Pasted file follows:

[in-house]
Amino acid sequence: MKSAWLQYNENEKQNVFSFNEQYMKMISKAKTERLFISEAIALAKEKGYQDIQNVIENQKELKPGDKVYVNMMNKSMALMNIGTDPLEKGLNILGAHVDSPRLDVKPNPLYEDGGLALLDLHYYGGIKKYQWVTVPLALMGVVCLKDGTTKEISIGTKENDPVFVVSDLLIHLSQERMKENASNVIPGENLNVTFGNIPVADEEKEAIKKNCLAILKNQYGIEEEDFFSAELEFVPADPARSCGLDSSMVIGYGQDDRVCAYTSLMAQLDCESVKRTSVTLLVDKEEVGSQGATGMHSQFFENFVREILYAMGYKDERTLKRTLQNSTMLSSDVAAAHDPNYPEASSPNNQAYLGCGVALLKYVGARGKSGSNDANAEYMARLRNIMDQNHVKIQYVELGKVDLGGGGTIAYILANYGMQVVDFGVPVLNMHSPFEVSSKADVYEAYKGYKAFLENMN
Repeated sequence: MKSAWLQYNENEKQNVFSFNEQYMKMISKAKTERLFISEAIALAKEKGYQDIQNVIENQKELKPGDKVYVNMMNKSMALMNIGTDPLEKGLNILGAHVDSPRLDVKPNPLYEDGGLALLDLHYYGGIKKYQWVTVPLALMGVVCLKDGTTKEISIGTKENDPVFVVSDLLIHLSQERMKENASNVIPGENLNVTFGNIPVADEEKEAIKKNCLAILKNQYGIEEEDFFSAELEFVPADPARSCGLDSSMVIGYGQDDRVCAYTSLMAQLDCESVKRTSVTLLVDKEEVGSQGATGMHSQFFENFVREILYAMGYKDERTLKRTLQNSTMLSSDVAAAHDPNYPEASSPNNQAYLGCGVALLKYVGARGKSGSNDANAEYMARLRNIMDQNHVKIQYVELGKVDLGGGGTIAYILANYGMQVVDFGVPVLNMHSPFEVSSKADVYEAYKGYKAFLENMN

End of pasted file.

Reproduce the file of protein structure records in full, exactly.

[in-house]
Amino acid sequence: MKSAWLQYNENEKQNVFSFNEQYMKMISKAKTERLFISEAIALAKEKGYQDIQNVIENQKELKPGDKVYVNMMNKSMALMNIGTDPLEKGLNILGAHVDSPRLDVKPNPLYEDGGLALLDLHYYGGIKKYQWVTVPLALMGVVCLKDGTTKEISIGTKENDPVFVVSDLLIHLSQERMKENASNVIPGENLNVTFGNIPVADEEKEAIKKNCLAILKNQYGIEEEDFFSAELEFVPADPARSCGLDSSMVIGYGQDDRVCAYTSLMAQLDCESVKRTSVTLLVDKEEVGSQGATGMHSQFFENFVREILYAMGYKDERTLKRTLQNSTMLSSDVAAAHDPNYPEASSPNNQAYLGCGVALLKYVGARGKSGSNDANAEYMARLRNIMDQNHVKIQYVELGKVDLGGGGTIAYILANYGMQVVDFGVPVLNMHSPFEVSSKADVYEAYKGYKAFLENMN
Repeated sequence: MKSAWLQYNENEKQNVFSFNEQYMKMISKAKTERLFISEAIALAKEKGYQDIQNVIENQKELKPGDKVYVNMMNKSMALMNIGTDPLEKGLNILGAHVDSPRLDVKPNPLYEDGGLALLDLHYYGGIKKYQWVTVPLALMGVVCLKDGTTKEISIGTKENDPVFVVSDLLIHLSQERMKENASNVIPGENLNVTFGNIPVADEEKEAIKKNCLAILKNQYGIEEEDFFSAELEFVPADPARSCGLDSSMVIGYGQDDRVCAYTSLMAQLDCESVKRTSVTLLVDKEEVGSQGATGMHSQFFENFVREILYAMGYKDERTLKRTLQNSTMLSSDVAAAHDPNYPEASSPNNQAYLGCGVALLKYVGARGKSGSNDANAEYMARLRNIMDQNHVKIQYVELGKVDLGGGGTIAYILANYGMQVVDFGVPVLNMHSPFEVSSKADVYEAYKGYKAFLENMN